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23 November 2020 | Vol. 99 No. 19

Creating and delivering powerful PLD opportunities Celebrating our teacher workforce

Iwi online portal connects learners

Integrating mindfulness into learning


I wonder how we can ignite creativity in young Kiwis?

The Wonder Project is a free programme for schools, designed to get young Kiwis excited about science, technology, engineering and maths (STEM). With each of the Wonder Project Challenges, schools are supported by industry professionals who help inspire kids to see the wonder in STEM.

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This issue:

Spotlight on teacher workforce Editor’s note Covid-19 has affected so many aspects of teaching and learning this year, including the way teachers access professional learning and development. Many conferences and courses have been postponed or delivered differently and in many cases, PLD had to take a back seat while teachers’ first priority was grappling with the more immediate challenges of lockdown and distance learning. So it was inspiring to speak to a Christchurch teacher who took a different approach to PLD, producing a series of podcasts on a range of relevant and engaging topics on his return to school. The podcasts were aimed to provide PLD opportunities for his Kāhui Ako colleagues; however, there is scope for a nationwide series. PLD is a key focus of this issue, as is our teacher workforce. We share the experiences of a number of teachers who have taken different pathways into teaching. Next year the Education Gazette turns 100! We are looking forward to marking this milestone by looking back at education over the past 100 years. If you have any historical photos or video footage from your school, kura or early learning centre that you would like to share with us for our centenary content, please get in touch at gazette@education.govt.nz.

2 Accessing PLD by podcast

14 Beginning teacher motivated to make a difference

22 Cook Islands schools benefit from PLD support

23 November 2020 | Vol. 99 No. 19

On the cover

Creating and delivering powerful PLD opportunities Celebrating our teacher workforce

Iwi online portal connects learners

P2. Christchurch teacher, Joseph Houghton, has developed a podcast series which offers an innovative way of delivering PLD.

Integrating mindfulness into learning

6

10

Back on home soil

16

Gateway to identity and hope

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Te Kura programmes expanded to support ākonga in Auckland

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Talanoa Ako - learning and talking about education

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Mā ngā akoranga ahumoni hou ki te reo Māori ngā ākonga Māori e tautoko ki te NCEA

Teach First NZ in action

Regulars

28 Integrating mindfulness into learning

32

35

Notices

40

Vacancies

New PLD priorities set to start moving

Key contacts

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View us online

Reporter Joy Stephens reporter@edgazette.govt.nz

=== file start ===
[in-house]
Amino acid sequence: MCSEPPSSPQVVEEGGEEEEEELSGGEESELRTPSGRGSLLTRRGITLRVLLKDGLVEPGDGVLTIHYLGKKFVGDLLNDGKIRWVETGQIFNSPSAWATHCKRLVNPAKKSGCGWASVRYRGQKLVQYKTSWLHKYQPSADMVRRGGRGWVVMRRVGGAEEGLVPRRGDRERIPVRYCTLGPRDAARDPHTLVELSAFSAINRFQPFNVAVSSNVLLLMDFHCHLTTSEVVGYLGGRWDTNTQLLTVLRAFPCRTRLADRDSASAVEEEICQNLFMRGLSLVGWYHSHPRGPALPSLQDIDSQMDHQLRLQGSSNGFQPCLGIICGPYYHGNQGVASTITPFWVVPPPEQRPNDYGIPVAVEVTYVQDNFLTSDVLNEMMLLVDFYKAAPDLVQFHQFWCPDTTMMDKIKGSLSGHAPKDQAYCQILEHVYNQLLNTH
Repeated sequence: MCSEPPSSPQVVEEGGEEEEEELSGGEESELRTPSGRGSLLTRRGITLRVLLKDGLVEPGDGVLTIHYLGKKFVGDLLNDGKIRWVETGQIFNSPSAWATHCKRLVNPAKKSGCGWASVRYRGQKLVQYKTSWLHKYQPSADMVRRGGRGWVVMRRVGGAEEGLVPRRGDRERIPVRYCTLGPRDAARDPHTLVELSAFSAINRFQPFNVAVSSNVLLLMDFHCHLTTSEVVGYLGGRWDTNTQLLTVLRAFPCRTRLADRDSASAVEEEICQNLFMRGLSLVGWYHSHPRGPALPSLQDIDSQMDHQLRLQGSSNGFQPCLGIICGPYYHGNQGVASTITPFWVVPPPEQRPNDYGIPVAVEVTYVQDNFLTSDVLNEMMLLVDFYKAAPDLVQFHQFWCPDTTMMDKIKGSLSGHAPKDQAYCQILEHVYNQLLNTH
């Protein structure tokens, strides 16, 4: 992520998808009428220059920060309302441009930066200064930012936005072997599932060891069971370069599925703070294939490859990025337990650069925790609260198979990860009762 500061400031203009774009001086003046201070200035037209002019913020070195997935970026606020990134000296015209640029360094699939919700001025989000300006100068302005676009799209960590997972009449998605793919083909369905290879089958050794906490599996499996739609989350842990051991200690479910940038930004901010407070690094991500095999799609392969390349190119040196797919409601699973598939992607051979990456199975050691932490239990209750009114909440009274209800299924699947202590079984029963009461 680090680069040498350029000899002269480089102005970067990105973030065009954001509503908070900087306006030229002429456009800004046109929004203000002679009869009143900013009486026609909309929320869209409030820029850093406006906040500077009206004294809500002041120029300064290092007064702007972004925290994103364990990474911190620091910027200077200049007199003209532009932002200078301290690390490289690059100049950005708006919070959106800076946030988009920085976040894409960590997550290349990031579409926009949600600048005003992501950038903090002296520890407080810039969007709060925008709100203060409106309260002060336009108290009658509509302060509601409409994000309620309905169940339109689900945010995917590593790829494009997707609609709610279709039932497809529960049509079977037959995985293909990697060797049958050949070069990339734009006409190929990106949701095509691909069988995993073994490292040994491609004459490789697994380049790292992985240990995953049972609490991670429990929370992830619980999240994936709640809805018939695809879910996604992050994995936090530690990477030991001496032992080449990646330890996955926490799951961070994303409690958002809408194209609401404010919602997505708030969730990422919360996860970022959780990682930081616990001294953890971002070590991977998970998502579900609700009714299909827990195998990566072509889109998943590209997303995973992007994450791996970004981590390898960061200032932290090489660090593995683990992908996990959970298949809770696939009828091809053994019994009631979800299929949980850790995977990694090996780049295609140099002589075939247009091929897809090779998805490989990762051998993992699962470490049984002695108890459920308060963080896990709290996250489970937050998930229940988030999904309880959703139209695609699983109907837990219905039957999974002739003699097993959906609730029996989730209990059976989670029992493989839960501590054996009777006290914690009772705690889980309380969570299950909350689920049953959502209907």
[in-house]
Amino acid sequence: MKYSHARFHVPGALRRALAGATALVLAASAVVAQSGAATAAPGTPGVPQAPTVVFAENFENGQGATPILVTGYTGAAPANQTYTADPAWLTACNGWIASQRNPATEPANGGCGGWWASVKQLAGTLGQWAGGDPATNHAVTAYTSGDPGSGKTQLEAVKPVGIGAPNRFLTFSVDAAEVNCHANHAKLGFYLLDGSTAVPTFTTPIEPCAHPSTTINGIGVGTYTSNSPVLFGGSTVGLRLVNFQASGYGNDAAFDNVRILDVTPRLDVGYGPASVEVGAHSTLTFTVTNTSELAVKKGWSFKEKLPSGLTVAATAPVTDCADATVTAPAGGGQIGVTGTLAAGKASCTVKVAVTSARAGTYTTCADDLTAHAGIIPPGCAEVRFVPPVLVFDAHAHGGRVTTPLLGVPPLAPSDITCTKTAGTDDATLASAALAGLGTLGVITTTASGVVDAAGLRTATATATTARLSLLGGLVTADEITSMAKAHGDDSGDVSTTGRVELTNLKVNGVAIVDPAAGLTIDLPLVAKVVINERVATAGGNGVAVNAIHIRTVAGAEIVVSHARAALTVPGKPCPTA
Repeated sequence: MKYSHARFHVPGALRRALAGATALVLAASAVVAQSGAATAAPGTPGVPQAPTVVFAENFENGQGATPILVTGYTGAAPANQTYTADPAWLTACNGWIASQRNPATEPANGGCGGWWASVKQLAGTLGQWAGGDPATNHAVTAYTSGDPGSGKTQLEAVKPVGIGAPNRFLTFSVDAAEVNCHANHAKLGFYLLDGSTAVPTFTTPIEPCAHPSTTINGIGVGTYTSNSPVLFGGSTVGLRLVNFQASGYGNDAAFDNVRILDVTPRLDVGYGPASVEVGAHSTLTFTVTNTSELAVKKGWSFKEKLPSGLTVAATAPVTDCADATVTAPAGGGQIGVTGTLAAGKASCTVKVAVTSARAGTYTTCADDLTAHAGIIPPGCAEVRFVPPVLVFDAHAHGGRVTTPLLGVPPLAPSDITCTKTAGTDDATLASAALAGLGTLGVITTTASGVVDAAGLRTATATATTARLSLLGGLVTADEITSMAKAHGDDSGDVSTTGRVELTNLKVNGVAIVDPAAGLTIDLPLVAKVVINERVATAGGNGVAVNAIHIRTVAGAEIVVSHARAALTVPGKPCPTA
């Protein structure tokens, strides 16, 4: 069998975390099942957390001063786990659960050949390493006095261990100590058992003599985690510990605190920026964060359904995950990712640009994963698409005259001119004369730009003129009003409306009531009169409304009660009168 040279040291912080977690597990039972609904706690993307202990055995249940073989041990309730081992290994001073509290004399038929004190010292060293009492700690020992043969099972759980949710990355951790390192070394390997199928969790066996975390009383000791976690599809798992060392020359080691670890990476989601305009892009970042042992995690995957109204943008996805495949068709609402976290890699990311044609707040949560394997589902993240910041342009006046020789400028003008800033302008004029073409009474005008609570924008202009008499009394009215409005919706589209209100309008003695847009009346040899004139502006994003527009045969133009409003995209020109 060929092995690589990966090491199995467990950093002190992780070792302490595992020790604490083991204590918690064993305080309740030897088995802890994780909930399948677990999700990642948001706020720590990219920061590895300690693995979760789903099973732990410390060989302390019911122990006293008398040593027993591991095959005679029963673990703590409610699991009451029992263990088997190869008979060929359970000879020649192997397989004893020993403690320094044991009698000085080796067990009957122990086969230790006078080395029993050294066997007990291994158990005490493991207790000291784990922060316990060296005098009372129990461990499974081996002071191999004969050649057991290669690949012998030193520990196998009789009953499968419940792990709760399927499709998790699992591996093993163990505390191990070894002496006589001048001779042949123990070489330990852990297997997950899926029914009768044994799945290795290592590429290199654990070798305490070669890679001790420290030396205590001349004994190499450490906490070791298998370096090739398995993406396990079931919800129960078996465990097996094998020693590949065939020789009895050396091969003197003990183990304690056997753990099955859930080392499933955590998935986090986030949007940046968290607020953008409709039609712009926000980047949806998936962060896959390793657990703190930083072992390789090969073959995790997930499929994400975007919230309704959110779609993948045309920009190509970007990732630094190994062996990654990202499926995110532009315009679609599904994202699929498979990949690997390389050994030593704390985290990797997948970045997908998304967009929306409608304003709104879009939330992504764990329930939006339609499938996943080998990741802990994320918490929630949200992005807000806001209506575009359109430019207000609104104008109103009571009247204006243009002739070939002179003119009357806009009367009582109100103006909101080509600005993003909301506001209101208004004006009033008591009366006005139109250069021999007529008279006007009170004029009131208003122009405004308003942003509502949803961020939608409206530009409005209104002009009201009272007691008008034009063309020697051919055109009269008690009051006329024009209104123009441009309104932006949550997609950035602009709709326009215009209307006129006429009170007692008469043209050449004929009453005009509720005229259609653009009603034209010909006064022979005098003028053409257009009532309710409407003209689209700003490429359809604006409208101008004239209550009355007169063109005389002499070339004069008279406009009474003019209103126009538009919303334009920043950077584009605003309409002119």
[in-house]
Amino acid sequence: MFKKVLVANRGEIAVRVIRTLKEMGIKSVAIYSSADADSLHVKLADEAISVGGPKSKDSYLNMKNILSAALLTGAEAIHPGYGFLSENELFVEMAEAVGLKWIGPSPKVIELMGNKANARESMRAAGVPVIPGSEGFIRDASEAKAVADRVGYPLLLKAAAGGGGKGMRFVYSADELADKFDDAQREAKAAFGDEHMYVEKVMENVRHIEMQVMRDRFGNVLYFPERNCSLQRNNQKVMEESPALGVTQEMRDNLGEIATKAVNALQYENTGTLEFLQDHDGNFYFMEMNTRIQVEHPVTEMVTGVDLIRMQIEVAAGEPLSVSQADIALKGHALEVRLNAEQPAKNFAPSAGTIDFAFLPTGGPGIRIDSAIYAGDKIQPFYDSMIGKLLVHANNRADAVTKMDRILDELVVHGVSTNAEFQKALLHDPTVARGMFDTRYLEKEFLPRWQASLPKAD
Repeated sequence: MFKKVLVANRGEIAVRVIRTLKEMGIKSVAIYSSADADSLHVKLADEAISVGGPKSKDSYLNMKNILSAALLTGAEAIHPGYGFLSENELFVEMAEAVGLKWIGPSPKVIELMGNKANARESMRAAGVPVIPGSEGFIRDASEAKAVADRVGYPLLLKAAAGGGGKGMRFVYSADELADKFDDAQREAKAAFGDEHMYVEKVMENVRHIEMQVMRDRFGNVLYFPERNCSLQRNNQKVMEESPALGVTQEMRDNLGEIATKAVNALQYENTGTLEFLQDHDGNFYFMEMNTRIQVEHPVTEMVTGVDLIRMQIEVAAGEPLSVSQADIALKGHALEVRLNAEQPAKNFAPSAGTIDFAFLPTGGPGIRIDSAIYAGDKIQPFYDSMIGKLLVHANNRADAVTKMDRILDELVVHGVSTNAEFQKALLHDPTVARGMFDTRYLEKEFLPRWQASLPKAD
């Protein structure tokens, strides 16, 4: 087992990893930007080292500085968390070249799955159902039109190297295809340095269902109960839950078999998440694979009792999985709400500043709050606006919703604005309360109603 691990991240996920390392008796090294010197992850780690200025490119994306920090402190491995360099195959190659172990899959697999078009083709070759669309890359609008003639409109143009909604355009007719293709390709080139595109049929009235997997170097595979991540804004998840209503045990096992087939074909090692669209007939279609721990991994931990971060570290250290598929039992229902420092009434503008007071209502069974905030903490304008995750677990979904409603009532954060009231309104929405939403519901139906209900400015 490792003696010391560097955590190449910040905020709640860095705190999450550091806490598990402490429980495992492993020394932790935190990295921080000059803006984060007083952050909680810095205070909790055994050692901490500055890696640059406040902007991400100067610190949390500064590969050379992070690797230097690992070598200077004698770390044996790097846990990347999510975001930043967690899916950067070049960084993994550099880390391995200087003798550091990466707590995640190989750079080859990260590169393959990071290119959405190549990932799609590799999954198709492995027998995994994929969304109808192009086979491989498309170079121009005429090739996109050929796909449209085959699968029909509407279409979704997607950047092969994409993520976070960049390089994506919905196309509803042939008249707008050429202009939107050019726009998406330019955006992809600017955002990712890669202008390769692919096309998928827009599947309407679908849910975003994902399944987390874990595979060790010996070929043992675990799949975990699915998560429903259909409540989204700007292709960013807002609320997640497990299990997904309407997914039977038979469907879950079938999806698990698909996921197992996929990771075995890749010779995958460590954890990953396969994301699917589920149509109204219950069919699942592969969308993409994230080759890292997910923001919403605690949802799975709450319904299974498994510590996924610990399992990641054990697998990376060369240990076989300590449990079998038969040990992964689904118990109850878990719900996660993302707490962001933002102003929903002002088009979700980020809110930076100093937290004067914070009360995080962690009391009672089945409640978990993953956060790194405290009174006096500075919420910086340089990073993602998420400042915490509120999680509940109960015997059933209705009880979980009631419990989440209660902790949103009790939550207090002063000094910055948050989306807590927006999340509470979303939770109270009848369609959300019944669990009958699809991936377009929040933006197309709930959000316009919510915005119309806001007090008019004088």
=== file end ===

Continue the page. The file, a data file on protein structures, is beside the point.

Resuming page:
Education Gazette is published for the Ministry of Education by NZME. Educational Media Ltd. PO Box 200, Wellington.

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ISSN 0111 1582

The deadline for vacancies and notices to be printed in the 7 December 2020 edition of Education Gazette is 4pm on Friday 27 November 2020.

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TUKUTUKU KŌRERO  23 November 2020

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PLD

Accessing PLD by podcast A Christchurch teacher has produced 16 podcasts with diverse voices to make professional learning and development (PLD) easy to access for his Kāhui Ako.

Joseph began his podcast series with the purchase of a microphone and some audio editing software.

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PLD

T

eacher Joseph Houghton is director of Māori and Pacific Achievement at Shirley Boys’ High school and an across school lead for Ōtākaro Kāhui Ako, which includes seven schools and 13 early childhood centres in east and north Christchurch. The father of five is also doing a PhD on empowering Pacific voice in secondary education in Christchurch and has close ties to the University of Canterbury. Prior to the nationwide school closures, the Ōtākaro Kāhui Ako had partnered with the University and Ara: Institute of Canterbury with plans to deliver a Kāhui Ako conference, which has now been postponed until mid-2021. “We were looking for a new and innovative way to deliver PLD for our staff to connect with. While podcasts aren’t new, I did a bit of research online and I couldn’t find any Kāhui Ako podcasts. We’d thought let’s try to get a podcast episode out before lockdown. “We were literally in the recording studio about to push record on an episode when the Prime Minister announced Level 4. We had 48 hours to sort ourselves out so we canned the podcast. Over the lockdown period with my family, I did a lot of research in terms of listening to podcasts and getting myself informed on how they are structured and how they run,” he says.